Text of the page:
Carmelo Anthony fully expects the memories to envelop him as he trots onto the court at Baltimore Arena.
The long days dribbling on the asphalt beside West Baltimore's Murphy Homes projects. The early games at Robert C. Marshall Recreation Center, when he was just a skinny, goofy kid, hoping he might become good enough to earn a college scholarship.
It all happened, what, 10 minutes from the court where Anthony will suit up for the New York Knicks on Thursday night?
Though his professional allegiance lies with the Big Apple, Anthony will be straight Charm City when he dons an NBA uniform for the first time in his hometown. The preseason game against the Washington Wizards might be meaningless to most of the world. But for Anthony, it will offer a chance to celebrate everything he's become with the folks who knew him before the NBA was even a fantasy on his horizon.
"Everytime I go back, it's always going through my mind, when I would run up and down Myrtle Avenue or Pennsylvania Avenue, you know the Murphy Homes projects," he says. "I wasn't a guy on the outside looking in. I was in the heat of the thing, the thick of the thing. That's where my connection comes from. My connection is deeper to the roots of Baltimore than the average person that comes out of there."
The "WB" tattooed on his left shoulder offers a constant reminder of his West Baltimore origins. But Anthony's commitment to the city goes beyond surface emblems, say those who've come to know him in the wider basketball world.
"A lot of guys say they love where they came from," says Jim Boeheim, Anthony's college coach at Syracuse. "But I think the proof is in, as you move forward, what do you do? He's been very engaged in giving back to Baltimore and the kids in the city and has spent a lot of time there as well."
Most prominently, Anthony gave $1.5 million to refurbish a youth center on East Fayette Street that bears his name. More recently, he helped cover the funeral expenses for former St. Frances and Clemson star Devin Gray, who died of a heart attack in August.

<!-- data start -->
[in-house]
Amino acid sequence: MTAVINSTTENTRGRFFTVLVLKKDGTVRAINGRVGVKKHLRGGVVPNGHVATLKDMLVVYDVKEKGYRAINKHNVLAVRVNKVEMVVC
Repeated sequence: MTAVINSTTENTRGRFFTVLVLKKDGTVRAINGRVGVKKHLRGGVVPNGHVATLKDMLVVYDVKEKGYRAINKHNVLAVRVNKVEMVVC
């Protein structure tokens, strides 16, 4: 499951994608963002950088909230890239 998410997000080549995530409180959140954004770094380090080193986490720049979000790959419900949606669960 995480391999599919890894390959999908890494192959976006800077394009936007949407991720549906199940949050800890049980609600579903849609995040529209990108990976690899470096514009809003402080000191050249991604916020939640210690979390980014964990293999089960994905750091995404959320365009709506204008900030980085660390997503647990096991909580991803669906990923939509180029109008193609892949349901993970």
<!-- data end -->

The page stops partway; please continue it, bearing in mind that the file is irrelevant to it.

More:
"Melo has done everything he said he was going to do," says former Towson University standout Kurk Lee, who serves as the Carmelo Anthony Youth Development Center's recreation director. "The things he's done have kept the doors open and kept a lot of kids off the streets."
At 29, Anthony returns home as the greatest basketball player Baltimore has ever produced. If that sounds weird, think about it for a second. His resume includes an NCAA title in his only college season, two Olympic gold medals, six NBA All-Star appearances and last season's scoring title. Who can match that?
None of that even touches on the $100 million-plus he's earned in salary, his long-term endorsement deal with Nike's Jordan Brand or his regular top-10 rankings in player jersey sales.
He's a star by any reckoning.
Anthony, who played at Towson Catholic, ticks off the list of Baltimore greats who came before: Ernie Graham, Skip Wise, Mark Karcher, all the Dunbar stars who lit up the city when he was in grade school.
"Those are the guys that really laid the foundation and the groundwork for myself," he says.
What he won't say is that none went as far as he has gone already.
'Night and day'
Despite all his accomplishments, Anthony's career is often portrayed in terms of what he is not.
By contrast, only one of Anthony's teams has made it as far as the conference finals. And last year marked his first top-five finish in Most Valuable Player voting. Analysts sometimes dismiss him as a brilliant scorer who can't lift his team with defense or passing. New York fans and writers routinely fret that he's not cut out to be the best player on an NBA champion.
ESPN analyst Tim Legler is one who rates Anthony among the greatest talents in the league but questions whether he can be the focal point of an elite team.
"He still might be the toughest individual cover in the league because of his combination of size and quickness," Legler says. "But when times get tough, he doesn't trust anybody else."
Boeheim, not surprisingly, sees it differently.
"You can build a championship team around him," says the longtime Syracuse coach. "It's obvious he hasn't had the type of players around him yet to produce a championship. I think he's made teams better, but they haven't had the tools to win championships."